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, 104 (18), 7711-6

The Generation of Influenza Outbreaks by a Network of Host Immune Responses Against a Limited Set of Antigenic Types

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The Generation of Influenza Outbreaks by a Network of Host Immune Responses Against a Limited Set of Antigenic Types

Mario Recker et al. Proc Natl Acad Sci U S A.

Abstract

It is commonly believed that influenza epidemics arise through the incremental accumulation of viral mutations, culminating in a novel antigenic type that is able to escape host immunity. Successive epidemic strains therefore become increasingly antigenically distant from a founding strain. Here, we present an alternative explanation where, because of functional constraints on the defining epitopes, the virus population is characterized by a limited set of antigenic types, all of which may be continuously generated by mutation from preexisting strains and other processes. Under these circumstances, influenza outbreaks arise as a consequence of host immune selection in a manner that is independent of the mode and tempo of viral mutation. By contrast with existing paradigms, antigenic distance between epidemic strains does not necessarily accumulate with time in our model, and it is the changing profile of host population immunity that creates the conditions for the emergence of the next influenza strain rather than the mutational capabilities of the virus.

Conflict of interest statement

The authors declare no conflict of interest.

Figures

Fig. 1.
Fig. 1.
Model structure and relevant variables are shown with respect to the antigenic type ax within a system with two alleles (a and b) at one locus and two alleles (x and y) at another (see model description in text for explanation).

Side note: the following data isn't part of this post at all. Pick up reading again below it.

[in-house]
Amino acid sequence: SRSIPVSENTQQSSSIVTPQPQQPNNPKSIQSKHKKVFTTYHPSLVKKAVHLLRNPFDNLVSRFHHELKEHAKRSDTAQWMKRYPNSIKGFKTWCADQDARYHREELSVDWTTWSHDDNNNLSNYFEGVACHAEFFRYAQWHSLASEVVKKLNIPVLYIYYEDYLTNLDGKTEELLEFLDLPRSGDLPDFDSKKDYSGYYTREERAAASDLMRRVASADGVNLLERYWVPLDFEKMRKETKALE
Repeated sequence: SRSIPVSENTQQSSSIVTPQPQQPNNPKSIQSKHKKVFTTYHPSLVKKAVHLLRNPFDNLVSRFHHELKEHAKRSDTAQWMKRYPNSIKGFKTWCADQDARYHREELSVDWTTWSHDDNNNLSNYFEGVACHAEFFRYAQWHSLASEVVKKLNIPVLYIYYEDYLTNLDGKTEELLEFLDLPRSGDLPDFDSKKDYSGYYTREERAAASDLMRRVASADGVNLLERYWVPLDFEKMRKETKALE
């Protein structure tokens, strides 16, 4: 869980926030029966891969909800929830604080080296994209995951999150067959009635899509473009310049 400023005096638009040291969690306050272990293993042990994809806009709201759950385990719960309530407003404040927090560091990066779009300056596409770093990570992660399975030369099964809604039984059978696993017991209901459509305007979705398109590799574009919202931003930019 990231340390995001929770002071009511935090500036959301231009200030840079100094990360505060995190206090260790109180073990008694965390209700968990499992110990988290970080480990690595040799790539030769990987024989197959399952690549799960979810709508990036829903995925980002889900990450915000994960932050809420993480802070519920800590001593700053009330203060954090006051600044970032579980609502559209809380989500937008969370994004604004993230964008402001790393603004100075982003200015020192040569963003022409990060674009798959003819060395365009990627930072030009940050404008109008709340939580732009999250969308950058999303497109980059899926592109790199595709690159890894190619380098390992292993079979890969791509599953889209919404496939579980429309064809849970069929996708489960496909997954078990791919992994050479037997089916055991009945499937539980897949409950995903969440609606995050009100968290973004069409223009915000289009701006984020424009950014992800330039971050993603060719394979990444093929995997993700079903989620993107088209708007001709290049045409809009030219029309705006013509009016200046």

Fig. 2.
Fig. 2.
The intensity of single-strain dominance, ε, is shown for a variety of combinations of numbers of alleles (n × m) at two loci within the (γ, δ) parameter space. See model description in text for definitions of γ and δ. Other model parameters used were μ = 0.02, b = 40, and s = 10. The number of peaks, P, varied according to the convergence rate of ε.
Fig. 3.
Fig. 3.
Changes in the proportions of hosts that are infectious for the 12 different strains within a (3 × 4) system for various values of (γ, δ). (a) γ = 0.75, δ = 0.2. (b) γ = 0.6, δ = 0.0. (c) γ = 0.58, δ = 0.4. Model parameters used were μ = 0.02, b = 40, and s = 10. In each case, the black line tracks the fate of one particular (possibly hypervirulent) strain.
Fig. 4.
Fig. 4.
Antigenic map of influenza. (a) Changes in the proportions of hosts that are infectious for the 32 different strains within a (2 × 2 × 2 × 2 × 2) system with δ = 0 and γ = 0.8. Other model parameters used were μ = 0.014, b = 400, and s = 100. The superimposed time series are not labeled by strain; however, this information is provided in SI. Twenty-five infected individuals were randomly sampled from the model population at 15 time points, corresponding to the peaks of 15 successive epidemics (dotted lines). Circles highlight the relative frequencies of the strains that were sampled at each time point. (b) The antigenic map of the sampled isolates, calculated by using multivariate analysis (see Methods for further details). Each circle represents one of the 375 sampled infected individuals, colored and labeled by time point. Each point was subjected to a small amount of random noise to simulate measurement error. (c) The antigenic map of human influenza A isolates sampled between 1968 and 2002 (adapted from ref. with permission), calculated by using the same multivariate statistical analysis (see Methods).

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